The European University Institute hosted the first CIVICA doctoral summer school on its campus in Florence, Italy in 2021. More than 30 researchers and faculty from across the alliance took part in the interdisciplinary event. Jacob van de Beeten, a PhD candidate in Law at LSE, was among the attendees.
For Jacob, the opportunity to meet fellow PhD students from different universities and talk about their research and life as a PhD student was a valuable experience. "After 18 months of working on the PhD during the pandemic, this was a great way to start the academic year, especially in the beautiful city of Florence."
Jacob believes that participating in the CIVICA summer school was a useful morale booster too. "I received encouraging feedback from my peers and a renowned professor in EU law, which at indicates I am heading in the right direction. I could encourage anyone to apply!"
Eleven doctoral researchers, all scholars working on European integration, convened for the four-day event on the EUI campus in Florence, Italy. They were joined remotely by three more of their peers. Seven of the CIVICA institutions were represented: Bocconi, EUI, CEU, the Hertie School, LSE, Sciences Po, and SNSPA. Nineteen faculty members from those institutions also took part, either in person or online, as speakers and discussants.
A great way to network across Europe.
Thus Rónán Riordan, a second-year PhD researcher at the Hertie School, summed up the first CIVICA doctoral summer school, on “European integration in historical and contemporary perspective. New approaches and findings.”
Participants in the summer school each had the opportunity to present a paper to the mixed, multi-disciplinary audience of historians, political scientists, sociologists, and legal scholars.
Indeed, this interdisciplinarity was a unique and strongly appreciated feature of the summer school.
Léonard Colomba-Petteng, a PhD researcher at Sciences Po, expressed the value of this experience. “What I found very good was the chance to find out what people are working on in neighbouring disciplines. We are all talking about European integration, but studying and researching it with different methods, from different disciplines and countries. This interaction made the summer school really interesting for me.”
For Maria Uttenthal, a first-year PhD researcher at the Hertie School, the summer school marked the first opportunity she has had to present her research in an international conference. She appreciated the “very useful feedback” on her project that she obtained from other disciplines. Marta Alorda Carreras, who is in the final stages of her thesis at the EUI, also noted that: “The enriching feedback from established academics from different backgrounds has been most valuable for my work.”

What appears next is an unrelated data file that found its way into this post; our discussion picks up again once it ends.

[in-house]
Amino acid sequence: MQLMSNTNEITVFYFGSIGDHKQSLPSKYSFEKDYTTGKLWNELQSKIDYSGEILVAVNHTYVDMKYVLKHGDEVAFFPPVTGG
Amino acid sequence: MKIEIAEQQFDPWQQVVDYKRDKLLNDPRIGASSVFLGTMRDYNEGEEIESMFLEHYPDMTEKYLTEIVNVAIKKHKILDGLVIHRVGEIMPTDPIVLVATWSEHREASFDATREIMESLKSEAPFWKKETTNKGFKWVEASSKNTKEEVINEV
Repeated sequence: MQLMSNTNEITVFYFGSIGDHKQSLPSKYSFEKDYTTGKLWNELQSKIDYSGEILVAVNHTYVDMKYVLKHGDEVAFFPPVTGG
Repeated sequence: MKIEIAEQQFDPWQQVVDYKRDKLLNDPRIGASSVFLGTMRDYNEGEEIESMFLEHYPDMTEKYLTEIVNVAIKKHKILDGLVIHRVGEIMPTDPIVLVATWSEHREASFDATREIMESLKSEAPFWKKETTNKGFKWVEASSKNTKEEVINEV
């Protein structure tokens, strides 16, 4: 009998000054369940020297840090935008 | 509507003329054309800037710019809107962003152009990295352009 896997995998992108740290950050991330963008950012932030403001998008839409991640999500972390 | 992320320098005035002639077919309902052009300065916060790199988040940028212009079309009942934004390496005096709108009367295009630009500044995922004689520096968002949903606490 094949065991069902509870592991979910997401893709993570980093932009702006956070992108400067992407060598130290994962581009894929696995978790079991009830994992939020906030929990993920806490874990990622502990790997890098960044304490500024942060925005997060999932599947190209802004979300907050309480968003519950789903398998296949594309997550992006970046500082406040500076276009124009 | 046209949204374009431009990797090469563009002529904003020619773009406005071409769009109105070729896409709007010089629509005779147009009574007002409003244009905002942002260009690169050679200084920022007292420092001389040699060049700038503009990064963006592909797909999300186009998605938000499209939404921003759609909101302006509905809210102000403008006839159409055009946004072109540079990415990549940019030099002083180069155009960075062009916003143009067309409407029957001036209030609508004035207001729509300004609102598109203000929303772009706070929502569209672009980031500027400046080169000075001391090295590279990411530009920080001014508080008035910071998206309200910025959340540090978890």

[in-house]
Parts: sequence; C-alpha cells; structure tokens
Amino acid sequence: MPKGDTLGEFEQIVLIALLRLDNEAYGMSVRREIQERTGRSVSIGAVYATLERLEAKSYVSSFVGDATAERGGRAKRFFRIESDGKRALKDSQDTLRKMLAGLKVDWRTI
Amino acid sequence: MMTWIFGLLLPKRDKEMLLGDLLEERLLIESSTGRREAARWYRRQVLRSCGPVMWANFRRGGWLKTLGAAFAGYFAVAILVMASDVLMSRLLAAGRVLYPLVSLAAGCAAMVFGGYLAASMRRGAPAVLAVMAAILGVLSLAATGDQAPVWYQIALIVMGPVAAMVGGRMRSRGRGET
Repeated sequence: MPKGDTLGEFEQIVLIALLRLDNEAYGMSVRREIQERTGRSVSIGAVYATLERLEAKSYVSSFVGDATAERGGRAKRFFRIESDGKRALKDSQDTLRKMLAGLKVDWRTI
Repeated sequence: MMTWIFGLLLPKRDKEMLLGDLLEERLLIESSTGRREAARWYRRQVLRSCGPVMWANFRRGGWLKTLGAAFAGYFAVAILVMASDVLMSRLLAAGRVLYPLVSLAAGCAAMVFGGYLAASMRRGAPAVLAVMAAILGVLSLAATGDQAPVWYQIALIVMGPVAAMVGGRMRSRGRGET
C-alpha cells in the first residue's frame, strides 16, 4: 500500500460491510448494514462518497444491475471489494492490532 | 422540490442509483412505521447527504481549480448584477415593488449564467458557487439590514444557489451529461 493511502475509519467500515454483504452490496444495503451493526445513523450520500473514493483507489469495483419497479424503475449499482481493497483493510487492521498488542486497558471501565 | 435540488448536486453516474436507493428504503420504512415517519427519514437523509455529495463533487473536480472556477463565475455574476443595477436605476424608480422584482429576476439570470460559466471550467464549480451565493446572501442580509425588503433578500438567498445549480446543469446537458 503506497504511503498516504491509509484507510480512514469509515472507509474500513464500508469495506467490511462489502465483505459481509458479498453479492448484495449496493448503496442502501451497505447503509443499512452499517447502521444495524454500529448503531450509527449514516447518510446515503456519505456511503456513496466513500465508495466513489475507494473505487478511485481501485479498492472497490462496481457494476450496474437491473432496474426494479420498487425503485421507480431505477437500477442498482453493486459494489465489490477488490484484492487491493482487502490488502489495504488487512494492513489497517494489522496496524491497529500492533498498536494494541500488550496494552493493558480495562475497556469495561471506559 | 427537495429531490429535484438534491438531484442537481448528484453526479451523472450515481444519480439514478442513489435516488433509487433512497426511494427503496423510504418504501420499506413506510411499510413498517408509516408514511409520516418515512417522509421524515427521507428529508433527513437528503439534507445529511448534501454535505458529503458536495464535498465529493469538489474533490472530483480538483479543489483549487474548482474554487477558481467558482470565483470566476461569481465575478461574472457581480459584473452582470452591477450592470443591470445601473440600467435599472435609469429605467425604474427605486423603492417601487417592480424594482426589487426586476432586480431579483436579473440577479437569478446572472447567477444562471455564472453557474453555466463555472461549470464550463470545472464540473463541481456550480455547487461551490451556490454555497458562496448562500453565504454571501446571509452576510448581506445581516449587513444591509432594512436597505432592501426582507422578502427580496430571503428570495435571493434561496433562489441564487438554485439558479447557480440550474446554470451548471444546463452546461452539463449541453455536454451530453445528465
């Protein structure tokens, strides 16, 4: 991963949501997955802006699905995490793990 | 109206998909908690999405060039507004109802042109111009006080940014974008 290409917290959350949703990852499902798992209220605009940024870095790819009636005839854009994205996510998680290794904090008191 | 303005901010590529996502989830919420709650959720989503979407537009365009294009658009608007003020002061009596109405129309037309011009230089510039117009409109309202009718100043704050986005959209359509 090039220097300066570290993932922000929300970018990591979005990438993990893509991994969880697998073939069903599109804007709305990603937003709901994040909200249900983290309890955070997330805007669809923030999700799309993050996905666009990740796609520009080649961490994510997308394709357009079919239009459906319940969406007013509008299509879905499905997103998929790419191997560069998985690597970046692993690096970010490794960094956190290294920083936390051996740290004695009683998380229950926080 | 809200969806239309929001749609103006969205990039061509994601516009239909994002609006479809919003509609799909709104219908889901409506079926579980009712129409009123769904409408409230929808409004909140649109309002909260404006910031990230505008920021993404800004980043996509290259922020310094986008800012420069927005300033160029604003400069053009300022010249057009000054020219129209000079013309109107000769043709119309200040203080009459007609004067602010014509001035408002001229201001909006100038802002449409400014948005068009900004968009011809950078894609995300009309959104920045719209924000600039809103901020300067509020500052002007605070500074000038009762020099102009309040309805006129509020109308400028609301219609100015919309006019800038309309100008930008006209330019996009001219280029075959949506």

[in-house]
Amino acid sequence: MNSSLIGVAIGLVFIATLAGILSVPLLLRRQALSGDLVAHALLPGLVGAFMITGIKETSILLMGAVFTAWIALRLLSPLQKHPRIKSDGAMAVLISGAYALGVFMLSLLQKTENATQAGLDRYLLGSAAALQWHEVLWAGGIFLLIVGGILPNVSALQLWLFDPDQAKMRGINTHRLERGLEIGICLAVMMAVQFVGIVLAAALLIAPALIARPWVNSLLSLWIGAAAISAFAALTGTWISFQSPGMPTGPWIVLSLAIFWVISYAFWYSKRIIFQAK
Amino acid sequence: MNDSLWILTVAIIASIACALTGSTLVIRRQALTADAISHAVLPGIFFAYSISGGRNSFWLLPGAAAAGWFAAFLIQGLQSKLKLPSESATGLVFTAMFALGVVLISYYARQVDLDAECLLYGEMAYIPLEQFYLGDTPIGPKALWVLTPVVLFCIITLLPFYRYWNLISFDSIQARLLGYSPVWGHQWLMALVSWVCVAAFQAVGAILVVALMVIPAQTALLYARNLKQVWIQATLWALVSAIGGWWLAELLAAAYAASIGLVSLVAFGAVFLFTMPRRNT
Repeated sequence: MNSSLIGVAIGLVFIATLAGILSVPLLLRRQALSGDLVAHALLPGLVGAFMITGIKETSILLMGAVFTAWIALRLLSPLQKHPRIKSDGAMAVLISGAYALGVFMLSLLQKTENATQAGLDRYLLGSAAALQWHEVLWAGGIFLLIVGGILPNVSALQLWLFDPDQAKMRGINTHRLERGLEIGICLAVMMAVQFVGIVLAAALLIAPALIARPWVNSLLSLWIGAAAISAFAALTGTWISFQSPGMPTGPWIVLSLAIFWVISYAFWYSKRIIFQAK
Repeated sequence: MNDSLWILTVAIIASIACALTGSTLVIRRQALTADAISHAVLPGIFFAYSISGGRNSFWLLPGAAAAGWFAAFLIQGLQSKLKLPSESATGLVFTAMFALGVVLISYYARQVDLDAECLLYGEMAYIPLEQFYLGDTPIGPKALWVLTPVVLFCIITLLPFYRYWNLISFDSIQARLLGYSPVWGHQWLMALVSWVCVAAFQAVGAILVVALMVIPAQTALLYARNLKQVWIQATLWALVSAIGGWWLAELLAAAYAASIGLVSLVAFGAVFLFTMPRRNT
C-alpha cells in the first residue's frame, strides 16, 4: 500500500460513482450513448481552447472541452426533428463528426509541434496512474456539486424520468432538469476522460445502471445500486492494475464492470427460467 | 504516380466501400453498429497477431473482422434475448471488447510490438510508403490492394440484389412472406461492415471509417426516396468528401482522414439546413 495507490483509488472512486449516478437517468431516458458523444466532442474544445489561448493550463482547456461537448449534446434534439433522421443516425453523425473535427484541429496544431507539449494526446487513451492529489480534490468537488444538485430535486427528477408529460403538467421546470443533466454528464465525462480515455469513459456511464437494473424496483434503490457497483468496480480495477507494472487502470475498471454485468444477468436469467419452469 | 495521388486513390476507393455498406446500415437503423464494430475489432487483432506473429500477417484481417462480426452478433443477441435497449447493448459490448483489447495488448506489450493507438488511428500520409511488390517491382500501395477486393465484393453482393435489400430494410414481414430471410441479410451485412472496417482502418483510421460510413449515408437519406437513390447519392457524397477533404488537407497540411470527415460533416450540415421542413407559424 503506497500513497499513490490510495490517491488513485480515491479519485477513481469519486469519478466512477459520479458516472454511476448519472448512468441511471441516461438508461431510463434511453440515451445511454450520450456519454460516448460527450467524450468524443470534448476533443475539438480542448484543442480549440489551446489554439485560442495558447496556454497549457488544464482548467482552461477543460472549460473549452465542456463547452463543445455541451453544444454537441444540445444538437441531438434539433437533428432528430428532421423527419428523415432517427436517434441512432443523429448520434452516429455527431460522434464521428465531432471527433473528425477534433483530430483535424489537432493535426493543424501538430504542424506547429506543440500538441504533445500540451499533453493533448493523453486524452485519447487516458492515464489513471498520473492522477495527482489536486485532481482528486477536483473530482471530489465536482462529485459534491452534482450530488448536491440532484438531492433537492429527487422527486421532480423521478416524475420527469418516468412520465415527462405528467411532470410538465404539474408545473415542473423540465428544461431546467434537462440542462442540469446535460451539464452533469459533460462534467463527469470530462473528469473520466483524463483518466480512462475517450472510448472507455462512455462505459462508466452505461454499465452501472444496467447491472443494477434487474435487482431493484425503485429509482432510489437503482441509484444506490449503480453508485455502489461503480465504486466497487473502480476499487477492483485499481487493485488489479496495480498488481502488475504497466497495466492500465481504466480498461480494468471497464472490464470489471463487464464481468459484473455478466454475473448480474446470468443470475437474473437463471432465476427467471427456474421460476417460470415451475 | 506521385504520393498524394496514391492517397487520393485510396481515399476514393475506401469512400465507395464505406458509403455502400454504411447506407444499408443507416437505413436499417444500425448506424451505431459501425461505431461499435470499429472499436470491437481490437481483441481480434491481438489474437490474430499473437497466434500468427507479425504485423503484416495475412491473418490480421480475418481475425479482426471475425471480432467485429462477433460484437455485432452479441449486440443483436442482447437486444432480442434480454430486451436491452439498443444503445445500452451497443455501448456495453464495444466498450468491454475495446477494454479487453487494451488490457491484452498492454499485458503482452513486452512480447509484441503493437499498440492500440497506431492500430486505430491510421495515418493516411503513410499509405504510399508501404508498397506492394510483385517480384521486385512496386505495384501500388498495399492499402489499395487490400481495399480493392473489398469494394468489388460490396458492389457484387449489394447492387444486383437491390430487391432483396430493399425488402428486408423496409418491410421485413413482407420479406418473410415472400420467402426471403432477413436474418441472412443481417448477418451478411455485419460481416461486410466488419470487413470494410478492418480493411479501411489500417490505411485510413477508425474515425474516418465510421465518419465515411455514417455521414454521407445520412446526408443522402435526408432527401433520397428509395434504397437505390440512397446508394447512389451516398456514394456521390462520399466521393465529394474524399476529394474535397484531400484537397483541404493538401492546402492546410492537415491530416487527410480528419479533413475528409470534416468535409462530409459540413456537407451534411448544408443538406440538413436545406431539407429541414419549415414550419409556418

Interspersed among the presentations of papers were sessions oriented towards gaining professional skills. Alexander Stubb, former Prime Minister of Finland and present Director of the EUI’s School of Transnational Governance, spoke extensively and openly about his experiences within the European institutions. Stubb was a Member of the European Parliament and had a seat on the European Council; he was also Vice President of the European Investment Bank.
Professors Mark Dawson (Hertie School) and Miruna Butnaru-Troncotă (SNSPA) led a session on turning a dissertation into a book, while Professors Ettore Recchi (Sciences Po) and Kalypso Nicolaidis (EUI) together led a session on the ‘state of the art’ in their respective fields of sociology and political science.
During the latter discussion, the more senior academics shared from their own thesis-writing and research experiences. They reflected on what it means to be interdisciplinary, and on the stakes of doing research on European integration, an enterprise termed “rich, provocative, and useful.”
As Corinna Unger, one of the coordinators of the CIVICA work package on offers for early-stage researchers, explained, the summer school was an opportunity to make use of the CIVICA network, a way to use the alliance’s intellectual resources “more and better,” and to stimulate collaboration across institutional, national and linguistic barriers.
Written by Jackie Gordon (EUI)
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